NASA’s newly commissioned Mars rover Curiosity is expected to reach its first science target on Friday, a pyramid-shaped rock that will be used to assess how well two of the rover’s 10 science instruments complement each others’ measurements.
The rock, named for chief systems engineer Jake Matijevic, who died shortly after the rover’s landing, is about 10 inches tall and 16 inches wide at its base.
Curiosity is expected to reach the rock on Friday, though some delicate maneuvering may be needed to properly position the rover’s arm so it can reach the rock’s surface, managers at NASA’s Jet Propulsion Laboratory in Pasadena, Calif., told reporters during a conference call Wednesday.
Scientists want to use two instruments that can analyze the rock’s chemical contents. The Chemical Camera, or ChemCam, acquires data at a very small scale of resolution — less than 1 millimeter — whereas the Alpha Particle X-Ray Spectrometer integrates data over 1.5 centimeters in diameter.
“Both of those instruments could make a measurement and there could be differences because one is measuring at a small scale and one is measuring at a larger scale,” said Curiosity lead scientist John Grotzinger.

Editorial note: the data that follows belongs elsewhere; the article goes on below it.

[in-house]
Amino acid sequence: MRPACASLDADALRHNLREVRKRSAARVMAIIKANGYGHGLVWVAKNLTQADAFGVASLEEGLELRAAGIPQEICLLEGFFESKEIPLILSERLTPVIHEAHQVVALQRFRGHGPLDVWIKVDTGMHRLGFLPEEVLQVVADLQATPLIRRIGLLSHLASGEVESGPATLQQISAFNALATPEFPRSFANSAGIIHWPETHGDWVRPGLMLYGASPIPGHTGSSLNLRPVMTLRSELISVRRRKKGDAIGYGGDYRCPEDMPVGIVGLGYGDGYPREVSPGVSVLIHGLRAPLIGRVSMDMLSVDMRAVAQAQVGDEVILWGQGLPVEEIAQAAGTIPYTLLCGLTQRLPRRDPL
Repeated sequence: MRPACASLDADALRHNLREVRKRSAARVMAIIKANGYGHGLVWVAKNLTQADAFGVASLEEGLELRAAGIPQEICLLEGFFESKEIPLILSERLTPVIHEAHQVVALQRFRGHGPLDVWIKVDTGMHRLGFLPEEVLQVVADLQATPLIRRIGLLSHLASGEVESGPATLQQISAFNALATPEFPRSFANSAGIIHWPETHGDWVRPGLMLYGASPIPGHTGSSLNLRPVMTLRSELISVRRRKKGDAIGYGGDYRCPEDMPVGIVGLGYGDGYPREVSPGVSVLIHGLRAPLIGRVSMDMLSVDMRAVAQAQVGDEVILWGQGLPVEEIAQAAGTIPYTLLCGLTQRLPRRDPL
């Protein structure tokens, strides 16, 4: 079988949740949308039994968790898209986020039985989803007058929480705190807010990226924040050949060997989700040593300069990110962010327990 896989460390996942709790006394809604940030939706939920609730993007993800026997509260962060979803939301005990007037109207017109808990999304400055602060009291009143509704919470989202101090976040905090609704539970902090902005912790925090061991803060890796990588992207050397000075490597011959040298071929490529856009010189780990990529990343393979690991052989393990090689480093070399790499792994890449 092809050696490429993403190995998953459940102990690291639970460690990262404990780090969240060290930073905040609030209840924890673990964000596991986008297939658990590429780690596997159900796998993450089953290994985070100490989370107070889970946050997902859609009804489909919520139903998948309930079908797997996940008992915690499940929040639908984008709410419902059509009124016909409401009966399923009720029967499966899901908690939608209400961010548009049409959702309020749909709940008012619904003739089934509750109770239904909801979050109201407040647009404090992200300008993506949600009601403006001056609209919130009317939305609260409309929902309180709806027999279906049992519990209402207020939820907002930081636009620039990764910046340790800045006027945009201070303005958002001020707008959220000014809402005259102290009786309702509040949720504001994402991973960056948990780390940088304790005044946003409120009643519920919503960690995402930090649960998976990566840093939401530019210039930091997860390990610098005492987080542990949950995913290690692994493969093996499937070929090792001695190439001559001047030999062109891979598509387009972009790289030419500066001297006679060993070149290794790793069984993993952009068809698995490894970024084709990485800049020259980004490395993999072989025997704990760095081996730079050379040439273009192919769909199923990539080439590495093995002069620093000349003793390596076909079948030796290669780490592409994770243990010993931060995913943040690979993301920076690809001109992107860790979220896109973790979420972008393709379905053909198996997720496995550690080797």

“The hope is that we can analyze this rock and then do a cross-comparison between the two instruments — not to mention that it’s just a cool looking rock, sitting out there on the plains with almost pyramidal geometry, so that’s kind of fun as well,” Grotzinger said.
Curiosity, which landed inside a 96-mile-wide impact basin known as Gale Crater on Aug. 6, is enroute to a patch of terrain where three different kinds of rock intersect.
The science team is making several stops to practice using Curiosity’s instruments.
The point of the two-year mission is to assess whether the landing site has or ever had the chemical and environmental conditions needed for microbial life.
Image: Top: Tally-ho on rock Jake Matijevic, which will serve as a practice run for two of Curiosity’s science instruments. Right: Overview from NASA’s Mars Reconnaissance Oribter showing where Curiosity has traveled so far. Credit: NASA/JPL-Caltech/Univ. of Arizona